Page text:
PovertyCure tries to create a similar shift among those who work in this field. It seeks to move efforts from aid to enterprise and from paternalism to partnerships. We often ask how to alleviate poverty. But the real question is: How do people in the developing world create prosperity for their families and communities?

Read “From Aid to Enterprise: Intelligent Poverty Cures” by Alex Chafuen at The Blaze.

Blog author: abradley
posted by on Wednesday, February 27, 2013

The February issue of Sojourners magazine presents various perspectives on the surge in evangelicalism’s interest in exploring new national and international peace initiatives. For example, The World Evangelical Alliance’s Peacebuilding and Reconciliation Initiative acknowledges “that in our zeal for evangelism, we have often overlooked the biblical mandate to pursue peace. We commit ourselves anew to this mandate within our homes, churches, communities, and among the nations.” Evangelicals for Social Action (ESA) promotes itself as an evangelical organization that “consistently campaigns at the grassroots and policy level for a world that is pro-life and pro-poor, pro-family and pro-racial justice, pro-sexual integrity and pro-creation care.” “We want Christians to look deeply, act justly, and love radically,” says ESA.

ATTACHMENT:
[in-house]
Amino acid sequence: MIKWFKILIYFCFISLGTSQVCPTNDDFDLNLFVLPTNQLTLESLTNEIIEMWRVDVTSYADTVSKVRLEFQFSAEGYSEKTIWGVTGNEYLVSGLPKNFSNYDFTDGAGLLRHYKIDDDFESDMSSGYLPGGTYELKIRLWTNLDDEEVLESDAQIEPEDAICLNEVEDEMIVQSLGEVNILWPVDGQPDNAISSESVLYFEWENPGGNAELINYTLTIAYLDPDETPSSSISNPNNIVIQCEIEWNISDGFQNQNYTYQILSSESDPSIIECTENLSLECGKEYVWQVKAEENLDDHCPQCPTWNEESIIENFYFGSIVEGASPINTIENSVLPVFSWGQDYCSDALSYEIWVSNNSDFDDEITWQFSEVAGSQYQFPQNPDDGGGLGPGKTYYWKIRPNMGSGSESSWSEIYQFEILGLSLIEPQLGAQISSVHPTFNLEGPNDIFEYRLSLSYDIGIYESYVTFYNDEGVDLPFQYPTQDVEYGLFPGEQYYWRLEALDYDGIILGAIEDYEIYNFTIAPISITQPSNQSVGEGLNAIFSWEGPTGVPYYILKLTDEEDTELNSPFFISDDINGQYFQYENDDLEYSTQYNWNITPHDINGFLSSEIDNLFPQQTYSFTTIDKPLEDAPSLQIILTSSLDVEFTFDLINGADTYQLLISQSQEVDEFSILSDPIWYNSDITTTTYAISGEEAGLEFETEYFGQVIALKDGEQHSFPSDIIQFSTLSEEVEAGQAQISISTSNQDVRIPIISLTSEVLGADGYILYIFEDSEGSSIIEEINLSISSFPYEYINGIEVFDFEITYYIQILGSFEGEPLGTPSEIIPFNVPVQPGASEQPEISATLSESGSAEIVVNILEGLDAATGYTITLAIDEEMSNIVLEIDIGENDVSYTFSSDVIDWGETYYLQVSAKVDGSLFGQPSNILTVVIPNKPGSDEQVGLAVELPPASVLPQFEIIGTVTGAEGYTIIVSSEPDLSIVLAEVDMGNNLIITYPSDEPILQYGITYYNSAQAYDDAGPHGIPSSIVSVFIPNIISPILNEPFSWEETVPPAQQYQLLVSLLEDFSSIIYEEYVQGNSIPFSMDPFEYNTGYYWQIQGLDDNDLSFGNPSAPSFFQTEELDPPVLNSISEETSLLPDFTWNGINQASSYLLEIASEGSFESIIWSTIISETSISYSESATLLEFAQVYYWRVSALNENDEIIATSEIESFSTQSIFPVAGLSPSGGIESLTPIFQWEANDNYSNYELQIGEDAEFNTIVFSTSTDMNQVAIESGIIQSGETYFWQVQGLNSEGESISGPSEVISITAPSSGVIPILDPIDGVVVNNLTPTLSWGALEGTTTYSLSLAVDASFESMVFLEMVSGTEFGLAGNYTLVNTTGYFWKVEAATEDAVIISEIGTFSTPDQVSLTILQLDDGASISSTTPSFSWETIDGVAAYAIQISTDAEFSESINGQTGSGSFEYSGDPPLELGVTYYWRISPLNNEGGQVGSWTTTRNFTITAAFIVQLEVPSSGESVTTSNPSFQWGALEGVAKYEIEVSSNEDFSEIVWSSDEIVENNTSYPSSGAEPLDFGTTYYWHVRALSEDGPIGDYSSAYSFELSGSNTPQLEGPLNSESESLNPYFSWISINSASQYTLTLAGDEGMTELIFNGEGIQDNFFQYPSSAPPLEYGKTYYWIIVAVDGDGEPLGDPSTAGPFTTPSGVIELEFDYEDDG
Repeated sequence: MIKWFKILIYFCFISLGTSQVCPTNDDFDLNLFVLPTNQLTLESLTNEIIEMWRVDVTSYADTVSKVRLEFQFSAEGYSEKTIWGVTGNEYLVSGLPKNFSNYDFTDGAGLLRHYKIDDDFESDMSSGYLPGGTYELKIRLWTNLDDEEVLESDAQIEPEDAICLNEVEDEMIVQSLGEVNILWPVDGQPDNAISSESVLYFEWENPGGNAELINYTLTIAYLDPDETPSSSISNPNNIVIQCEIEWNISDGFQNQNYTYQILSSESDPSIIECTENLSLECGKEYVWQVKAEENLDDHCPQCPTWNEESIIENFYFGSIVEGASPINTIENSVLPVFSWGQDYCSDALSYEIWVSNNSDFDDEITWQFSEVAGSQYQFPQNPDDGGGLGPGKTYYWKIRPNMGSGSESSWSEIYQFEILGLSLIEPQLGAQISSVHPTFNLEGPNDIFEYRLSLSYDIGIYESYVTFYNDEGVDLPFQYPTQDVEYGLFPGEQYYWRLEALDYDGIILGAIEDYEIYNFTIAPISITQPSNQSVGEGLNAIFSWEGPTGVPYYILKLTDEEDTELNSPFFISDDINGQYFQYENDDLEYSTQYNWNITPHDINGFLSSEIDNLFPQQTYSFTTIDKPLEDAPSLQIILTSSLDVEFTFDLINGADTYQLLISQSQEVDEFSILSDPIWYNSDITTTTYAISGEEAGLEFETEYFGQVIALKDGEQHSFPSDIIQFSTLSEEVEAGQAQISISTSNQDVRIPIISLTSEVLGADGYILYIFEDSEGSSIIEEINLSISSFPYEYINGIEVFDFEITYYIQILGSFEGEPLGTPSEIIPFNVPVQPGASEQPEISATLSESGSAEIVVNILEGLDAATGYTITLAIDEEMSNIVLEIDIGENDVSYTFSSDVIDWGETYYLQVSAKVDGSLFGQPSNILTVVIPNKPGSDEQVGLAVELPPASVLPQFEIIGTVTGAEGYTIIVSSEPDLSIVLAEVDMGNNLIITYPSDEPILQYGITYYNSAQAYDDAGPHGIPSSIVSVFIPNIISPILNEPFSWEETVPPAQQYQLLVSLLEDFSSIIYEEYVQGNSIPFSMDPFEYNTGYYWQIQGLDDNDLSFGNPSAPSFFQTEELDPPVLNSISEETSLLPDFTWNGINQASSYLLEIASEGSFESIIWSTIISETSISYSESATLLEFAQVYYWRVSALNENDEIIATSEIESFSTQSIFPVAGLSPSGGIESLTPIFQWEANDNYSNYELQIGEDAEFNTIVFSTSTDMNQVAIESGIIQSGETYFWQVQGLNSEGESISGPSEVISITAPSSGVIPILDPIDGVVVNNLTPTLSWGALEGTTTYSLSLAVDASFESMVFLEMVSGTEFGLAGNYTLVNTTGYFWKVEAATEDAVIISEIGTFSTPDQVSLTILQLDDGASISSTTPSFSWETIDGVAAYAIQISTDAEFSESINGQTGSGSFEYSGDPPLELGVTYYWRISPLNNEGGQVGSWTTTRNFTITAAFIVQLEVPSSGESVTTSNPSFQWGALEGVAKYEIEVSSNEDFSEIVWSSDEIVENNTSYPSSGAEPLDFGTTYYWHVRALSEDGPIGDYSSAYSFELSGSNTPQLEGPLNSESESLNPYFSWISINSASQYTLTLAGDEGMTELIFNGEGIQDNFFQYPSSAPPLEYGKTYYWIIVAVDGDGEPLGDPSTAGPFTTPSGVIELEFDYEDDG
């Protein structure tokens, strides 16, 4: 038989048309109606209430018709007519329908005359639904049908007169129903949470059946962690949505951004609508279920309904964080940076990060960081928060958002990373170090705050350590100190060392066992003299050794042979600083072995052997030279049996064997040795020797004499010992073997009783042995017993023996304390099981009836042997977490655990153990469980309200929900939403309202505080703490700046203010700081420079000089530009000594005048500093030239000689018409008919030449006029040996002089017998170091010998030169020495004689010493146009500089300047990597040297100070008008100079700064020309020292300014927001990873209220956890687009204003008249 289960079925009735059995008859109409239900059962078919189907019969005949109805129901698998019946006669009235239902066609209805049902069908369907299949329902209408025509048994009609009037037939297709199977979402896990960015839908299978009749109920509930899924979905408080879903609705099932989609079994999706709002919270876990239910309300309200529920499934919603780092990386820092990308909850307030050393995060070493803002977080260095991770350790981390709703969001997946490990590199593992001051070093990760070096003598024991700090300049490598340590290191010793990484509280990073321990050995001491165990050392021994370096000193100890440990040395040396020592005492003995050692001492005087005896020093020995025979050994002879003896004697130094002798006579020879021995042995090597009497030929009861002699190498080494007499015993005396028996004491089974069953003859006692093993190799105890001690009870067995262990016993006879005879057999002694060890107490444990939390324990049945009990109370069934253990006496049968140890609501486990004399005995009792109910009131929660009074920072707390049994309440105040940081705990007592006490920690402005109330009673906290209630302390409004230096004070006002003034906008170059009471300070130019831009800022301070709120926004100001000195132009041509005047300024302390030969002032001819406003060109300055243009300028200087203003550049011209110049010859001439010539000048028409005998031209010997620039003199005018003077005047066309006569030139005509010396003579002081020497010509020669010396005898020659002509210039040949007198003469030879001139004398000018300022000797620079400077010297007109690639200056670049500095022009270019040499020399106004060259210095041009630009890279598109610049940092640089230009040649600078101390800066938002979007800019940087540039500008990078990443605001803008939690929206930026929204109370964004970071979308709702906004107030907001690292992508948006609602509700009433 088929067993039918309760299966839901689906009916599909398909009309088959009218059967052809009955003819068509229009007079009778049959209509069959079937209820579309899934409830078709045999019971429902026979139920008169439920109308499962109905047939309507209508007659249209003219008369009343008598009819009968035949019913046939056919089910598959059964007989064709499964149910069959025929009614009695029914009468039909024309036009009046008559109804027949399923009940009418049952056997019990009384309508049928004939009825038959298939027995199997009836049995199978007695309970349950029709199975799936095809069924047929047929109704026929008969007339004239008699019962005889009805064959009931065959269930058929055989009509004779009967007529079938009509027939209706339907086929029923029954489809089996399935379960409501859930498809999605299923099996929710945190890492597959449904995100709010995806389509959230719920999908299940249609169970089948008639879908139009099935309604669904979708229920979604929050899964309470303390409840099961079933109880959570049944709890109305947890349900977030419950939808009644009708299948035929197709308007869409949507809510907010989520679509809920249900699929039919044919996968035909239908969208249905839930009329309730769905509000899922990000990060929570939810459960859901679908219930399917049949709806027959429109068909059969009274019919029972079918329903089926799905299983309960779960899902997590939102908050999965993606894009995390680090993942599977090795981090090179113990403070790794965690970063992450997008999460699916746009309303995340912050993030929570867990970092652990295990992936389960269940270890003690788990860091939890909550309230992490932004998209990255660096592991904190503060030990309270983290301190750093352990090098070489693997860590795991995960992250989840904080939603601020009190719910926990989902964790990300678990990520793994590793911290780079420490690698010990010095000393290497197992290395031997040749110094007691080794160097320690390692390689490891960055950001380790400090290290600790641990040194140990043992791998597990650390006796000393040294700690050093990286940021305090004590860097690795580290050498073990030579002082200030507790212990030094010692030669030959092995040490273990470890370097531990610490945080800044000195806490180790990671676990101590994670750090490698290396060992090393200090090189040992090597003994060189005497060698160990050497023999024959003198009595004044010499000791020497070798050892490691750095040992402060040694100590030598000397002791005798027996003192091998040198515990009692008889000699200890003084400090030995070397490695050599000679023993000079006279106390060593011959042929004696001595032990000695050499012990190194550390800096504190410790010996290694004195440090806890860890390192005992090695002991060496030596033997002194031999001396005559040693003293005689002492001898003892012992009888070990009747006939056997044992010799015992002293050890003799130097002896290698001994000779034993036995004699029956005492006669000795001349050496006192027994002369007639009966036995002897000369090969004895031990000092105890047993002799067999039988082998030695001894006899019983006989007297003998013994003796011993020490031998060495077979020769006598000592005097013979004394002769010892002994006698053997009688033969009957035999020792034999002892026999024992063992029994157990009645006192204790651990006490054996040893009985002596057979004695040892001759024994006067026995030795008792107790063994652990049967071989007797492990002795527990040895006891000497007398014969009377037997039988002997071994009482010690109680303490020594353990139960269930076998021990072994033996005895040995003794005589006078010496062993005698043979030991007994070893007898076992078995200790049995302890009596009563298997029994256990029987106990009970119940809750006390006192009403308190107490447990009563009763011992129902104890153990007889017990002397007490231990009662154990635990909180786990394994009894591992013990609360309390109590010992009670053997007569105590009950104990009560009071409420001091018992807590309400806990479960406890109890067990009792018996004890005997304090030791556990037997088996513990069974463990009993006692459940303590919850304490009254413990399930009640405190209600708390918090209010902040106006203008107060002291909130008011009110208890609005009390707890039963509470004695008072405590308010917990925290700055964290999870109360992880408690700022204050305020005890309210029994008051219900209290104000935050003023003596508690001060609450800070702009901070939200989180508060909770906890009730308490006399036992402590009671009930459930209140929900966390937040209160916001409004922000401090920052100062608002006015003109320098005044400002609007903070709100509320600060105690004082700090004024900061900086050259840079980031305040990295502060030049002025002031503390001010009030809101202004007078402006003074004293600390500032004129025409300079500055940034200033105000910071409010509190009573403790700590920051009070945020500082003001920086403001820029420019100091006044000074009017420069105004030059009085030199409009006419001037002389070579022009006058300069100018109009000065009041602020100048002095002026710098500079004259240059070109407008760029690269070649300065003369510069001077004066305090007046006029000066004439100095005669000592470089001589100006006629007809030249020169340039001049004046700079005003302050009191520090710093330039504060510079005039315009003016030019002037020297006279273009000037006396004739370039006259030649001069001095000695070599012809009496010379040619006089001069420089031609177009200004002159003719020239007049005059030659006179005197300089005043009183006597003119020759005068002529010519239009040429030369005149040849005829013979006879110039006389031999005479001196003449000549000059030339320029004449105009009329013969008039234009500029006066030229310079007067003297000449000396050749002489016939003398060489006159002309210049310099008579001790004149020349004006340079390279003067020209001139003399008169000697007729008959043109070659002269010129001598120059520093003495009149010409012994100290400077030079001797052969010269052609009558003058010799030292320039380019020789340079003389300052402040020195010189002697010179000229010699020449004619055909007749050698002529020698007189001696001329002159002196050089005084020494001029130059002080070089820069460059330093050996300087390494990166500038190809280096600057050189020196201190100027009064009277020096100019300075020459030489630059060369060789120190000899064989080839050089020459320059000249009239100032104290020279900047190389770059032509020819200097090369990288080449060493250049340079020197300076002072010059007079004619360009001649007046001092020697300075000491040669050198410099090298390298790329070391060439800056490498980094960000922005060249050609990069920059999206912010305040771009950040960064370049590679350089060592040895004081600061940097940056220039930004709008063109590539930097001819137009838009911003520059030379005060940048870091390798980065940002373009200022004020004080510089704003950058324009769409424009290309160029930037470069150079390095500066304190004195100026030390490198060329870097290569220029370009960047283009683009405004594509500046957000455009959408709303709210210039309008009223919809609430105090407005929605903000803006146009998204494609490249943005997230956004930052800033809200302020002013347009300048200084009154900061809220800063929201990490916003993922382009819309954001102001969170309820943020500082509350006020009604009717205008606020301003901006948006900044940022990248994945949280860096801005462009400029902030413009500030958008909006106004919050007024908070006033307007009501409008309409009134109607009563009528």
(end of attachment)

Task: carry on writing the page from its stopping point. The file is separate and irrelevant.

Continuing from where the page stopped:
Justice and peace are, of course, themes we can all support. What Christians are there in the world who are pro-war and pro-injustice? Even with these themes, however, is it possible that those who are oppressed and suffering need more than a society that is merely peaceful and where people are acting justly? Because “peace” and “justice” are normally situated in light of negative realities, more often than not, the discourse tends to focus on what we should not do in society instead what allows people to be free to live out their vocation to be human. The solutions offered tend to narrowly focus on lofty hoped for visions that deny trade-offs necessary in a broken world.